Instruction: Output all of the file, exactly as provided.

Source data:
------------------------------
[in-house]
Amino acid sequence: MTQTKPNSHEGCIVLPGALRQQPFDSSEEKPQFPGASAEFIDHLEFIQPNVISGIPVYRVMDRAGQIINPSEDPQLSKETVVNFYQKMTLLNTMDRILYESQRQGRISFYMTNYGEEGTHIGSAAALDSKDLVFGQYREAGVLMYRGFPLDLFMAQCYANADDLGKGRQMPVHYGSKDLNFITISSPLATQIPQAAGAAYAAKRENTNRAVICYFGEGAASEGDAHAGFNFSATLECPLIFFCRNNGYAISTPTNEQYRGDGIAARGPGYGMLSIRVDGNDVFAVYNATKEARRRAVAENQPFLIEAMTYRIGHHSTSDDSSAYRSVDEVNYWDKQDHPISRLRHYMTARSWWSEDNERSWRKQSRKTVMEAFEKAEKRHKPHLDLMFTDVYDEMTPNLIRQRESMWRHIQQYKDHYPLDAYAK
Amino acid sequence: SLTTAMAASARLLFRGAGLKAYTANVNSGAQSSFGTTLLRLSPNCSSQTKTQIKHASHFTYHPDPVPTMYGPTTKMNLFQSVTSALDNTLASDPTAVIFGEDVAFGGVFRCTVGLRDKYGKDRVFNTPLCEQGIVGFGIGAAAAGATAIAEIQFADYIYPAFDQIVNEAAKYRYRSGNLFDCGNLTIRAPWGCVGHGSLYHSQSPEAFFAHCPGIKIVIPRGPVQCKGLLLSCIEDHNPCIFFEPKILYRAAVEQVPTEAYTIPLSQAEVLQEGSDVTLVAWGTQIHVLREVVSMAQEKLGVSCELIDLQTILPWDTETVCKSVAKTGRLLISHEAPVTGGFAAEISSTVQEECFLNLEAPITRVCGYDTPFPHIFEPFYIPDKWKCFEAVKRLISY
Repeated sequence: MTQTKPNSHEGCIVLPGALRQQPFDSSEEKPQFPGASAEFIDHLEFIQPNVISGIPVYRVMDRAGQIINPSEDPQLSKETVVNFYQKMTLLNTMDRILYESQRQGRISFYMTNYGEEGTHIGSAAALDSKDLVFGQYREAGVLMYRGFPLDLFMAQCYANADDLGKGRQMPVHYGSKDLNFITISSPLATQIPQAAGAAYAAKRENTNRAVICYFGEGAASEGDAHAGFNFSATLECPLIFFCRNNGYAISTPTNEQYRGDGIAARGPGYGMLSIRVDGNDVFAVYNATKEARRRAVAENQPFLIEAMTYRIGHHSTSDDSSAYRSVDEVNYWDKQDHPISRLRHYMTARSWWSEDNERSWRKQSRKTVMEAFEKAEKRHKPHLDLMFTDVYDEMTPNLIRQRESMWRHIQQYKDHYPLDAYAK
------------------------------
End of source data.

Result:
[in-house]
Amino acid sequence: MTQTKPNSHEGCIVLPGALRQQPFDSSEEKPQFPGASAEFIDHLEFIQPNVISGIPVYRVMDRAGQIINPSEDPQLSKETVVNFYQKMTLLNTMDRILYESQRQGRISFYMTNYGEEGTHIGSAAALDSKDLVFGQYREAGVLMYRGFPLDLFMAQCYANADDLGKGRQMPVHYGSKDLNFITISSPLATQIPQAAGAAYAAKRENTNRAVICYFGEGAASEGDAHAGFNFSATLECPLIFFCRNNGYAISTPTNEQYRGDGIAARGPGYGMLSIRVDGNDVFAVYNATKEARRRAVAENQPFLIEAMTYRIGHHSTSDDSSAYRSVDEVNYWDKQDHPISRLRHYMTARSWWSEDNERSWRKQSRKTVMEAFEKAEKRHKPHLDLMFTDVYDEMTPNLIRQRESMWRHIQQYKDHYPLDAYAK
Amino acid sequence: SLTTAMAASARLLFRGAGLKAYTANVNSGAQSSFGTTLLRLSPNCSSQTKTQIKHASHFTYHPDPVPTMYGPTTKMNLFQSVTSALDNTLASDPTAVIFGEDVAFGGVFRCTVGLRDKYGKDRVFNTPLCEQGIVGFGIGAAAAGATAIAEIQFADYIYPAFDQIVNEAAKYRYRSGNLFDCGNLTIRAPWGCVGHGSLYHSQSPEAFFAHCPGIKIVIPRGPVQCKGLLLSCIEDHNPCIFFEPKILYRAAVEQVPTEAYTIPLSQAEVLQEGSDVTLVAWGTQIHVLREVVSMAQEKLGVSCELIDLQTILPWDTETVCKSVAKTGRLLISHEAPVTGGFAAEISSTVQEECFLNLEAPITRVCGYDTPFPHIFEPFYIPDKWKCFEAVKRLISY
Repeated sequence: MTQTKPNSHEGCIVLPGALRQQPFDSSEEKPQFPGASAEFIDHLEFIQPNVISGIPVYRVMDRAGQIINPSEDPQLSKETVVNFYQKMTLLNTMDRILYESQRQGRISFYMTNYGEEGTHIGSAAALDSKDLVFGQYREAGVLMYRGFPLDLFMAQCYANADDLGKGRQMPVHYGSKDLNFITISSPLATQIPQAAGAAYAAKRENTNRAVICYFGEGAASEGDAHAGFNFSATLECPLIFFCRNNGYAISTPTNEQYRGDGIAARGPGYGMLSIRVDGNDVFAVYNATKEARRRAVAENQPFLIEAMTYRIGHHSTSDDSSAYRSVDEVNYWDKQDHPISRLRHYMTARSWWSEDNERSWRKQSRKTVMEAFEKAEKRHKPHLDLMFTDVYDEMTPNLIRQRESMWRHIQQYKDHYPLDAYAK